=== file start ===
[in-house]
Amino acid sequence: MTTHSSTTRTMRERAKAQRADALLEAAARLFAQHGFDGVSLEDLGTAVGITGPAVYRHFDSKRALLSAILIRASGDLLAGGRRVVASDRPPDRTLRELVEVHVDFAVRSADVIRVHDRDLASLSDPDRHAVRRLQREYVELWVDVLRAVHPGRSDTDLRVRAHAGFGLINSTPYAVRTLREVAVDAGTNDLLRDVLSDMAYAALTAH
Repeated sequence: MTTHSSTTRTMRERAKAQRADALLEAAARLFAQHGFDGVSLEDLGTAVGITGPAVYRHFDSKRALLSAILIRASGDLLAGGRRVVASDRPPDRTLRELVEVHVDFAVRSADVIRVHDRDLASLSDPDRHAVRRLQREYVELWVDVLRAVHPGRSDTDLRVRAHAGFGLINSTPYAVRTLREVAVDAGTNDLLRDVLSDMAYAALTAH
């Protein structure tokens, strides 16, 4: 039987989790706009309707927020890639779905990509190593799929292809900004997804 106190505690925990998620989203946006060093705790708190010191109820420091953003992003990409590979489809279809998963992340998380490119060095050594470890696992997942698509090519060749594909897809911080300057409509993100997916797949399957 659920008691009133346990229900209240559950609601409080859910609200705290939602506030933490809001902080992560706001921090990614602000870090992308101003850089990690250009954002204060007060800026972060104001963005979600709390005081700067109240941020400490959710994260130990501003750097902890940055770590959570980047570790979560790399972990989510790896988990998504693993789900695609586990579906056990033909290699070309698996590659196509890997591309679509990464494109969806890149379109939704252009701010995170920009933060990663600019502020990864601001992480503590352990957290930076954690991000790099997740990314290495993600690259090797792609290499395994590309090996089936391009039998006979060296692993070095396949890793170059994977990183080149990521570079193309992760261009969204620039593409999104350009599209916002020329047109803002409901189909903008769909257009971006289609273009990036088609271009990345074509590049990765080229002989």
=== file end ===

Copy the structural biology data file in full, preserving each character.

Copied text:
[in-house]
Amino acid sequence: MTTHSSTTRTMRERAKAQRADALLEAAARLFAQHGFDGVSLEDLGTAVGITGPAVYRHFDSKRALLSAILIRASGDLLAGGRRVVASDRPPDRTLRELVEVHVDFAVRSADVIRVHDRDLASLSDPDRHAVRRLQREYVELWVDVLRAVHPGRSDTDLRVRAHAGFGLINSTPYAVRTLREVAVDAGTNDLLRDVLSDMAYAALTAH
Repeated sequence: MTTHSSTTRTMRERAKAQRADALLEAAARLFAQHGFDGVSLEDLGTAVGITGPAVYRHFDSKRALLSAILIRASGDLLAGGRRVVASDRPPDRTLRELVEVHVDFAVRSADVIRVHDRDLASLSDPDRHAVRRLQREYVELWVDVLRAVHPGRSDTDLRVRAHAGFGLINSTPYAVRTLREVAVDAGTNDLLRDVLSDMAYAALTAH
């Protein structure tokens, strides 16, 4: 039987989790706009309707927020890639779905990509190593799929292809900004997804 106190505690925990998620989203946006060093705790708190010191109820420091953003992003990409590979489809279809998963992340998380490119060095050594470890696992997942698509090519060749594909897809911080300057409509993100997916797949399957 659920008691009133346990229900209240559950609601409080859910609200705290939602506030933490809001902080992560706001921090990614602000870090992308101003850089990690250009954002204060007060800026972060104001963005979600709390005081700067109240941020400490959710994260130990501003750097902890940055770590959570980047570790979560790399972990989510790896988990998504693993789900695609586990579906056990033909290699070309698996590659196509890997591309679509990464494109969806890149379109939704252009701010995170920009933060990663600019502020990864601001992480503590352990957290930076954690991000790099997740990314290495993600690259090797792609290499395994590309090996089936391009039998006979060296692993070095396949890793170059994977990183080149990521570079193309992760261009969204620039593409999104350009599209916002020329047109803002409901189909903008769909257009971006289609273009990036088609271009990345074509590049990765080229002989």